I really tried to keep this short, but it was a long day, a long race and verbosity got the best of me. It’s organized, so if you just want to read about the race, skip the pre- and post-marathon sections. As a researcher, I know numbers don’t tell the whole story, but they’re still fun to look at. So if you want data, go here. Oh yeah, and keep in mind that when I say rain, I mean freak torrential downpour, not light sprinkles or scattered showers.
¡Sigánme los buenos! (I really wish I had the foresight to put this on my race day shirt.)
Marathon days begin before dawn for most runners. Mine began extra early after 3 hours of light sleep. I woke up at 1:30. I tried to go back to sleep, but my efforts were futile. An hour later, I got out of bed to eat my peanut butter sandwich (we’re out of jelly), banana and coffee. I wasted some time on the internet and started getting ready. I stuck with my planned race-day outfit. I had Sean take some pre pictures to help my parents and sister identify me on the course. Around 4:10, Sean drove me to the shuttle pick-up spot in Santa Monica.
I got on the first bus I saw. It left at 4:30 as as scheduled. On the 15-minute trip to Dodger Stadium, I made small talk with the man next to me. He was running his 2nd LA Marathon and 6th overall. He advised me to start conservatively and reassured me that running in the rain wouldn’t be too bad. “After you’re soaked, you won’t even notice it,” he told me. I took his word for it given that he was from Portland.
Once at Dodger Stadium, I had a couple of hours to kill with fellow early birds. I got a banana, bagel and water and followed others in to field level of Dodger Stadium. I’ve been to Dodger Stadium dozens of times, but never at dawn. I found a dry spot and did some texting, tweeting and people watching. The jumbo screen played some “my favorite mile” shorts from celebrities and athletes. They also played a short SRLA piece highlighting the Mt Gleason Runners, but I couldn’t hear well. I’m glad the stadium was open to all runners since it was dry, relatively warm, and gave us a place to sit or even nap. More importantly, we got to use the stadium bathrooms rather than dark and stinky port-a-potties.
Around 6 I went back to the parking lot, started warming up and stretching. Soon after, I took my place in the open corral. I tried to keep warm in my throw-away gloves and long-sleeved shirt by dancing. A little bit of rain fell, I put on my poncho and soon after it stopped. I kept the poncho on for warmth.
The first event, the handbike race, was scheduled to begin at 6:53, but was delayed while we waited for safety clearances. I struck up a conversation with some teens in neon yellow SRLA singlets, Miguel and Daniel. When I found out they were from Mt Gleason, I perked up and told them I’d run a 21-mile long run with their team a month ago. We also talked about their previous marathon experience, goal times and one of the guys’ plans to run with a mini Mexican flag in hand. The excitement built and the crowd cheered as soon as we got clearance to begin. The handbike racers went out first. Shortly after, the horn went off for the elite women. In between, the Silverlake Conservatory choir sang “God Bless America” and the national anthem. The crowd inched forward. I hung my throw-away shirt on the fence, folded up my poncho and stuck it in my iFitness belt.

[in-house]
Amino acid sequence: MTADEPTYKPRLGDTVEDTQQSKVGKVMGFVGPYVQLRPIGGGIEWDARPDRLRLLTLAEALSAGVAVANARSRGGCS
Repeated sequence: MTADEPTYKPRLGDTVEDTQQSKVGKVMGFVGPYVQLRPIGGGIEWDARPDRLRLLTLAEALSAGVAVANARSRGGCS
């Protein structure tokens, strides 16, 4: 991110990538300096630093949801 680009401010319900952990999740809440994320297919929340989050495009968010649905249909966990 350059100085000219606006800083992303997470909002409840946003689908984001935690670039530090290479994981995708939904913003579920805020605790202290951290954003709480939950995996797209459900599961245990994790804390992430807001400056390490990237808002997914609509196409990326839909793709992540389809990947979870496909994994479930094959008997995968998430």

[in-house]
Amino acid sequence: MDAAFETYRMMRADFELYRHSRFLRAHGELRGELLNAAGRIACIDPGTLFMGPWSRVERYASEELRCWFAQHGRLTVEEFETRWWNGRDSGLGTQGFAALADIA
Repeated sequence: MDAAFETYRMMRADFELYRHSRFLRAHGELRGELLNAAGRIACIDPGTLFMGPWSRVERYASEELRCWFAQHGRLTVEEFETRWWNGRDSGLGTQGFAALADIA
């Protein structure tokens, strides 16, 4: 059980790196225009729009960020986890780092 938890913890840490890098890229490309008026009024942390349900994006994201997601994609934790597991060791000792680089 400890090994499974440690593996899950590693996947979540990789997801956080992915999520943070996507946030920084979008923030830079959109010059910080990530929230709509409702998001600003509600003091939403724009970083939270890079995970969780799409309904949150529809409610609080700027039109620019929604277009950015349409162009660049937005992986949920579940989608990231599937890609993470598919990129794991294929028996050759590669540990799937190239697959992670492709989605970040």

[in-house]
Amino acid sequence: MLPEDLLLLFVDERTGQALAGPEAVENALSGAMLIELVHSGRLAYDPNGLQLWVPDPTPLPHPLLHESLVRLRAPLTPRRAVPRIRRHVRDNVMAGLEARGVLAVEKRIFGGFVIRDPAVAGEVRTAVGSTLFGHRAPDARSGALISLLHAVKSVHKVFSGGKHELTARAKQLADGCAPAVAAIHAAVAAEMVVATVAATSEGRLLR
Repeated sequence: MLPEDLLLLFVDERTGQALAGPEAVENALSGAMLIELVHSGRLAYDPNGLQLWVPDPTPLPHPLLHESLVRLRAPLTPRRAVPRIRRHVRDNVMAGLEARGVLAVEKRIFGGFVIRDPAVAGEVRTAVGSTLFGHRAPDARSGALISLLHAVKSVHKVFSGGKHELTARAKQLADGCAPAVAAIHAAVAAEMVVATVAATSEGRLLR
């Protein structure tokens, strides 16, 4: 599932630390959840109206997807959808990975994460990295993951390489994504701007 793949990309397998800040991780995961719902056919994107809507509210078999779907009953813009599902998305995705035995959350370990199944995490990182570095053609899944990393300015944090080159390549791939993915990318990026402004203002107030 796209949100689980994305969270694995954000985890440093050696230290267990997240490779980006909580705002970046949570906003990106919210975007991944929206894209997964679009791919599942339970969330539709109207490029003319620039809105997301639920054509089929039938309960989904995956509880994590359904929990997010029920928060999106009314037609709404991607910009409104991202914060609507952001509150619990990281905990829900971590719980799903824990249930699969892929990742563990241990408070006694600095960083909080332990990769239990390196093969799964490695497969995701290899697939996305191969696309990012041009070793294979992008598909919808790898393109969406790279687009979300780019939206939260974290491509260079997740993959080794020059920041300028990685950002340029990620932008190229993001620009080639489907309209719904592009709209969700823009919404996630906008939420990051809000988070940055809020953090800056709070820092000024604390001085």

I asked the guys to snap a photo on my cell phone and sent off a text to Sean, “4 minutes!!!” And then we were on our way around the stadium and out to Sunset. I wished Miguel and Daniel a good race and lost them in the throng, despite their neon yellow singlets.
DOWNTOWN & ECHO PARK (1-5)
I began the race conservatively as advised by Lori (little sister), Marlene (SRLA coach and counselor extraordinaire) and Portland guy. This was easier than I thought due to the crowding and a first mile littered with bottles, throw-away clothes and ponchos. I started off without music, but put my earbuds in before we reached Sunset. Outkast’s “B.O.B.” guided me through my first mile. The rain had started before we even left the Dodger Stadium parking lot and never let up. I thought about putting my poncho on heading in to Chinatown, but didn’t want to stop. In Chinatown, I decided I didn’t need my throw-away gloves anymore and chucked them to the sidewalk. I’d regret that later. The next two miles through Little Tokyo, the Civic Center and up to Disney Hall were uneventful except for Bunker Hill. I slowed down as expected and kept my hill training in mind. I took my earbuds out to listen to the taiko drummers at the top, a great motivator. Going in to Echo Park was nice as I started to see more brave spectators along the lake. Even on a rainy day, it looked pretty. I took my first GU Roctane 45 minutes in as planned. I finished the first 10K at 1:02:09 (10 min pace), right where I wanted to be. Perfect.